Most people are aware that a Vehicle Identification Number or VIN is the best way to identify a specific vehicle. It’s the method that manufacturers and law enforcement uses first when trying to identify a specific car. Unfortunately, a new trend among car thieves is a trick called VIN switching which is exactly what the name sounds like, changing the VIN on a stolen vehicle.
Changing a VIN Number
A VIN number isn’t easy to change. The number is etched in metal on each car, so to remove it takes quite a bit of work. But apparently, some car thieves are willing to do that work to make it harder for innocent consumers to know they’ve bought a stolen car. Changing a VIN number is illegal. Not even vehicle experts who restore vintage cars are allowed to alter the VIN in any manner. This law applies to all motor vehicles on the road including motorcycles, trucks and cars.
There are several good tools for looking up the history of a vehicle using a VIN such as carVertical online. However, if the vehicle has a fraudulent VIN number, that history is bogus.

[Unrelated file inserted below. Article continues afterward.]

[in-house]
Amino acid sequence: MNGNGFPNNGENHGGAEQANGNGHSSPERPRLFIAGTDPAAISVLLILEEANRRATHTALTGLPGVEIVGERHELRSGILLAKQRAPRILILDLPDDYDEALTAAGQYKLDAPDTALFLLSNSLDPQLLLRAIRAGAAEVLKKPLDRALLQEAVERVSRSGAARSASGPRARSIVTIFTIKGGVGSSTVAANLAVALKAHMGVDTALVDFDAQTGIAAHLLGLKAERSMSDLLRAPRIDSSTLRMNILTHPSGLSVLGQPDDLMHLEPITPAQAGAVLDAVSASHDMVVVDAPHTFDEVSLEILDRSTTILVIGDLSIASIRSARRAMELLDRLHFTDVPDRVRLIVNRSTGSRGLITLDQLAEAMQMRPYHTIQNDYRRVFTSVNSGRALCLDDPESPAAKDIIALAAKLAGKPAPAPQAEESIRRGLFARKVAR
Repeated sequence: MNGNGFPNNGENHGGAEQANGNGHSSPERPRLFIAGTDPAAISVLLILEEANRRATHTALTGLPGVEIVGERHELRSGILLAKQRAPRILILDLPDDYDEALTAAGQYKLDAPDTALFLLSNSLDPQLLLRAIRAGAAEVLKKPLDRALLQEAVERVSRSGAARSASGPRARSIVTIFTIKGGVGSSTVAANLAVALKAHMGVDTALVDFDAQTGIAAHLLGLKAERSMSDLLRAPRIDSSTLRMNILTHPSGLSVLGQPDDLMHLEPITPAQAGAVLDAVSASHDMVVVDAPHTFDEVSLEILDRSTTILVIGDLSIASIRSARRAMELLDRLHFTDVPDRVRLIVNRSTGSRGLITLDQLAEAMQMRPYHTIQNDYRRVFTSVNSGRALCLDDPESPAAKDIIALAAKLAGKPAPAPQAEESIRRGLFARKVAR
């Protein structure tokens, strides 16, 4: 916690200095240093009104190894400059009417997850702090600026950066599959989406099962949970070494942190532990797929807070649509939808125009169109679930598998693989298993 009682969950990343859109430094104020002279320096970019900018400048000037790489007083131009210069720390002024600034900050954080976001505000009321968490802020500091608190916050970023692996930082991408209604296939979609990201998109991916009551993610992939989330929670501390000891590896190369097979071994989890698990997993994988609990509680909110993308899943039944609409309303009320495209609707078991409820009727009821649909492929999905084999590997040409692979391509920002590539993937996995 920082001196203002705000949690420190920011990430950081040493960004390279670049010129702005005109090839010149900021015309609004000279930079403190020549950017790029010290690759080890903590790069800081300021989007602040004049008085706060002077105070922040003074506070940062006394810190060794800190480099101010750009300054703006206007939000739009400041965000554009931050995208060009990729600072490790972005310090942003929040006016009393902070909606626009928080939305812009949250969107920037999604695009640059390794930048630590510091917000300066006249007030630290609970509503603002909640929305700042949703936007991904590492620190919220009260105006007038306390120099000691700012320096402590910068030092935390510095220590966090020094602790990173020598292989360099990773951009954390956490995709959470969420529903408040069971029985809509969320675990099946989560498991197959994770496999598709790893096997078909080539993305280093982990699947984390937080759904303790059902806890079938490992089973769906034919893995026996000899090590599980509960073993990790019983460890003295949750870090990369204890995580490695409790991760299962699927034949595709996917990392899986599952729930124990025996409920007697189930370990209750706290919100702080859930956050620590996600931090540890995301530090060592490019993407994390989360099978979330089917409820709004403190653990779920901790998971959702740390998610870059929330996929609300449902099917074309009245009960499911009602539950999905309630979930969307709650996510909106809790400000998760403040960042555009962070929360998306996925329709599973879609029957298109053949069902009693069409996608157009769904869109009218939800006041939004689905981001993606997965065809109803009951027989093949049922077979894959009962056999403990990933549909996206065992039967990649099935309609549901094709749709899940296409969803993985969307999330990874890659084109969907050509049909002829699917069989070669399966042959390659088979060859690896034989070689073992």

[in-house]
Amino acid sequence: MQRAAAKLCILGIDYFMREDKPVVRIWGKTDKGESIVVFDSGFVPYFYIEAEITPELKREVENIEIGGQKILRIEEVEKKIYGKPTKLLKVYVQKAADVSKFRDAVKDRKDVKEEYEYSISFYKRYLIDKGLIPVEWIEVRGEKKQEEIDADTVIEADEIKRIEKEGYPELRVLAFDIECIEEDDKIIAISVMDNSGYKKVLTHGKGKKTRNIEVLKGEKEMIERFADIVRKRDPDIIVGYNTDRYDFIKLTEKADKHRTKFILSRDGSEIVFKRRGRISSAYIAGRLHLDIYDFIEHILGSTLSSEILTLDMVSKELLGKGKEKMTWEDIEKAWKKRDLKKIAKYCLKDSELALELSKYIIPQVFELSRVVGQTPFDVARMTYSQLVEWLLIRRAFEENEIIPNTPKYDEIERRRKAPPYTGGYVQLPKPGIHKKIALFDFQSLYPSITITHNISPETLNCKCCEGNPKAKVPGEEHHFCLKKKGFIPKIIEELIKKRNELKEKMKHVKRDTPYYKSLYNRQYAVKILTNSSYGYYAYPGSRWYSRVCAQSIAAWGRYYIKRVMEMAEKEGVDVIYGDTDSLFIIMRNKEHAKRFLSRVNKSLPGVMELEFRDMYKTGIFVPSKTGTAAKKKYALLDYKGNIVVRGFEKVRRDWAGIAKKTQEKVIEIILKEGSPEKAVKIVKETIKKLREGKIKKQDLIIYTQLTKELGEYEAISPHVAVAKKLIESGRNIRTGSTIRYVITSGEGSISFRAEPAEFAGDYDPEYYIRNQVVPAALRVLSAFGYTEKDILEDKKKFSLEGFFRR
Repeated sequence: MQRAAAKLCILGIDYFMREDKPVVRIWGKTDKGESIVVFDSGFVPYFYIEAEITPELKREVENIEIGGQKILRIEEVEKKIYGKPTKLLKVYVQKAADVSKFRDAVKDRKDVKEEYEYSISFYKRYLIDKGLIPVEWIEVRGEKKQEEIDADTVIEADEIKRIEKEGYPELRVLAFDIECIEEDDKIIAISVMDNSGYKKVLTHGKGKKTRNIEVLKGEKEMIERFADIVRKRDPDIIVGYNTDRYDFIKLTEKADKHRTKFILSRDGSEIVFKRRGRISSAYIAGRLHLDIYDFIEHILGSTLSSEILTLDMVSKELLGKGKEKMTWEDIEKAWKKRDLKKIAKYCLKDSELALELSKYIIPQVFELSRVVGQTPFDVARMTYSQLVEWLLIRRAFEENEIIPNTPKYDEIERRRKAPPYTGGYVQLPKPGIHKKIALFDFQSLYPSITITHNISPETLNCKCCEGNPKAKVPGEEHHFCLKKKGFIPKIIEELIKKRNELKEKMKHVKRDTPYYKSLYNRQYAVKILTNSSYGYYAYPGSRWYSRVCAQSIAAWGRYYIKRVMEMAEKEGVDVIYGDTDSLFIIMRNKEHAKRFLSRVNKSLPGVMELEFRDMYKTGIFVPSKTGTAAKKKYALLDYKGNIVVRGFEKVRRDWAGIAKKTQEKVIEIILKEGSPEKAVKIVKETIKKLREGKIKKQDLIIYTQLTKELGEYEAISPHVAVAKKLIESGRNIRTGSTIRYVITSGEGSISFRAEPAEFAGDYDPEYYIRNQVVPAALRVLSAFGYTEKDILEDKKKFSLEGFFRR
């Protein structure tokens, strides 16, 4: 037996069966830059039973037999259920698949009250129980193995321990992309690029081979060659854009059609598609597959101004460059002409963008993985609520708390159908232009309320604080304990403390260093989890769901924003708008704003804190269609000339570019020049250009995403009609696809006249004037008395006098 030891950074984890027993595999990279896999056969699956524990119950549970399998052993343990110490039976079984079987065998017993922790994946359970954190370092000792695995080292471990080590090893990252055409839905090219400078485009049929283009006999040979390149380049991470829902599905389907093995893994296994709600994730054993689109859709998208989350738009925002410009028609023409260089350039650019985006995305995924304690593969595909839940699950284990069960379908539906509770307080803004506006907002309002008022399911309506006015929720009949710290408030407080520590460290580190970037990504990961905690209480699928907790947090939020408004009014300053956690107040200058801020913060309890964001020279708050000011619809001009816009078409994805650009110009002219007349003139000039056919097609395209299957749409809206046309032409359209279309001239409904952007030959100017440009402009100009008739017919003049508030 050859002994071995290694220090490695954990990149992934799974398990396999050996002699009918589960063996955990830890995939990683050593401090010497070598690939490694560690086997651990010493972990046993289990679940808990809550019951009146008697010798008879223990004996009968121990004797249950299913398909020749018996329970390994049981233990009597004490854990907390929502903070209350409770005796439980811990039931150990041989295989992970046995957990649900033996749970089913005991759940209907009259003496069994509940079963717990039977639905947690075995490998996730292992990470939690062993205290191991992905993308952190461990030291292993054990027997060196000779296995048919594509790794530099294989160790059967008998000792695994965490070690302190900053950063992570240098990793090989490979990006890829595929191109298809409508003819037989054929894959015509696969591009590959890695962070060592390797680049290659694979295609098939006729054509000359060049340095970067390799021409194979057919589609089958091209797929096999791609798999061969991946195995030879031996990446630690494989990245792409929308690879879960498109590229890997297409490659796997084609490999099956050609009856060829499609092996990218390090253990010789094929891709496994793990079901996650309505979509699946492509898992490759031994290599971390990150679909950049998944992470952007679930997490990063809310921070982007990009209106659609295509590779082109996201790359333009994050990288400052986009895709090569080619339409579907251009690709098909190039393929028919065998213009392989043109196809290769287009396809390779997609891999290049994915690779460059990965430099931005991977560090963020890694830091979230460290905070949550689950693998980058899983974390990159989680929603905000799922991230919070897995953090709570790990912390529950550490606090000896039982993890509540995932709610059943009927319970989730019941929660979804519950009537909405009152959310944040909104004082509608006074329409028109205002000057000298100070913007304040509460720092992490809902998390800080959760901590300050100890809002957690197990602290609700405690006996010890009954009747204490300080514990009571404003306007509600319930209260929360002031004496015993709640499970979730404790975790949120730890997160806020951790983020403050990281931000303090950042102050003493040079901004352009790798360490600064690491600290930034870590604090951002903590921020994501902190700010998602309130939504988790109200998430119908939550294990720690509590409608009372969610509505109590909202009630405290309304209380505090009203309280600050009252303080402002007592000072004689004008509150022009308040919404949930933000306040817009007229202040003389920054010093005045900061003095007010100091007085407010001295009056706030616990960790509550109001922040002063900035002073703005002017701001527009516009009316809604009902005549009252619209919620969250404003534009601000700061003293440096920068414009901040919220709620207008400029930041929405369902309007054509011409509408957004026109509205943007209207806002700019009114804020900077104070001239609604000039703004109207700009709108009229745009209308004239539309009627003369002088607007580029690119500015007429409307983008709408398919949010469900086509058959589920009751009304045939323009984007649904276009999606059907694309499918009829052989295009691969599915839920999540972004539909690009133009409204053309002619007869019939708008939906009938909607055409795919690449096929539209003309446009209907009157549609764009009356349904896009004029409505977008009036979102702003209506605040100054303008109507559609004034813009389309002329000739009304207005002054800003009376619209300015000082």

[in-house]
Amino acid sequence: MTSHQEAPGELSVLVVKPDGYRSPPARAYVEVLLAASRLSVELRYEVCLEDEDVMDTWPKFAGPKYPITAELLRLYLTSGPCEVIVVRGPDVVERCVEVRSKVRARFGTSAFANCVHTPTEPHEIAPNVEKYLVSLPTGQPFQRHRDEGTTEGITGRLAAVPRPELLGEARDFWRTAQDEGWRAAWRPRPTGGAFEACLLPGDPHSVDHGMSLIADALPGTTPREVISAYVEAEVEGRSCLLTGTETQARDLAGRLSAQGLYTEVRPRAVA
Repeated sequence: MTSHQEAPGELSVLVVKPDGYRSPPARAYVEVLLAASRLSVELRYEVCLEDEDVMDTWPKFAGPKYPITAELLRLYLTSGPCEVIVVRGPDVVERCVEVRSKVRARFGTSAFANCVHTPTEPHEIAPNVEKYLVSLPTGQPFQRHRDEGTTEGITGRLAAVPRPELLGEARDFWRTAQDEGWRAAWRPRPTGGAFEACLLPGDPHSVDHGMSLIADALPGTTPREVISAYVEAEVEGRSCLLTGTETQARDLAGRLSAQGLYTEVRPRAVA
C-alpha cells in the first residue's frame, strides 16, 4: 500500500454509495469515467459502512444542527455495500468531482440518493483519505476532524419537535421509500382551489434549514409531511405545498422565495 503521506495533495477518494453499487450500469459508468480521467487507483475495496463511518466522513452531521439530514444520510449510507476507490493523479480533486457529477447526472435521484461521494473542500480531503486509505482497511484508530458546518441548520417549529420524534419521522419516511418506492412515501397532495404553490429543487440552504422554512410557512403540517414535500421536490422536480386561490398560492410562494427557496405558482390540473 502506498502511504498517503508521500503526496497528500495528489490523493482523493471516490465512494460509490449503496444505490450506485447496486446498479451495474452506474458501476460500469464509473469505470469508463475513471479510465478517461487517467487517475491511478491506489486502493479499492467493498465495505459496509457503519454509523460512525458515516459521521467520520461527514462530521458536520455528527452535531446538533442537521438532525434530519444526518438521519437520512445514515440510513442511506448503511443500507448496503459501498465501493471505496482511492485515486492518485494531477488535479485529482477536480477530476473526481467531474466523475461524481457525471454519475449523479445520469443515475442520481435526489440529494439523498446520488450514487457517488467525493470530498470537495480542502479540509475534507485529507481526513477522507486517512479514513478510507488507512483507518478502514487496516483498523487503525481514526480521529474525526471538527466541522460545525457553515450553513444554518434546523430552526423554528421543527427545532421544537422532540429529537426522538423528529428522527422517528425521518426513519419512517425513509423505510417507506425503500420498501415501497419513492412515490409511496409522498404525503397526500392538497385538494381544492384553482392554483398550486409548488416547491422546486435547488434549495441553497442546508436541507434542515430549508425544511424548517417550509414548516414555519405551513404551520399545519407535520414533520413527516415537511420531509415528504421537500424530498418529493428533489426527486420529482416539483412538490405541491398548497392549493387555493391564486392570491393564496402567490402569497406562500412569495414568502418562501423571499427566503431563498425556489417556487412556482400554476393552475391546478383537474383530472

Reported Cases of VIN Switching
There have been several reported cases of this type of criminal activity in the news recently. One such case was reported by ABC 7 News regarding vehicles in Pittsburg, California. Rodrigo Lopez, the owner of a 2012 Tacoma was asked to bring it in to his local DMV. He had owned the truck for 18 months and had a pink slip. It turned out that the VIN on his truck matched the legitimate VIN on another vehicle. The vehicle had been purchased on Craigslist completely legally, yet it was found to be stolen. Another similar case was reported by WSMB in Nashville about a car purchased at auction. Neither the seller nor buyer knew it was stolen.
This crime is very sophisticated, and sometimes even car dealers are caught up in the scam. Vehicles with switched VINs are often sent over state lines to hide the theft more readily. When buying a used car, customers can double-check the VIN in a Department of Justice system called the National Motor Vehicle Title Information System or NMVTIS. Only about 42 states in the U.S. require the VIN number checked on NMVTIS before any vehicle is sold. There is a small fee, but it would save the loss of a vehicle that is confiscated by the DMV like that of Mr. Lopez.
There are several ways that thieves switch VIN numbers. The most common is taking the VIN from a damaged or demolished car along with the title then switching it with one on a stolen car.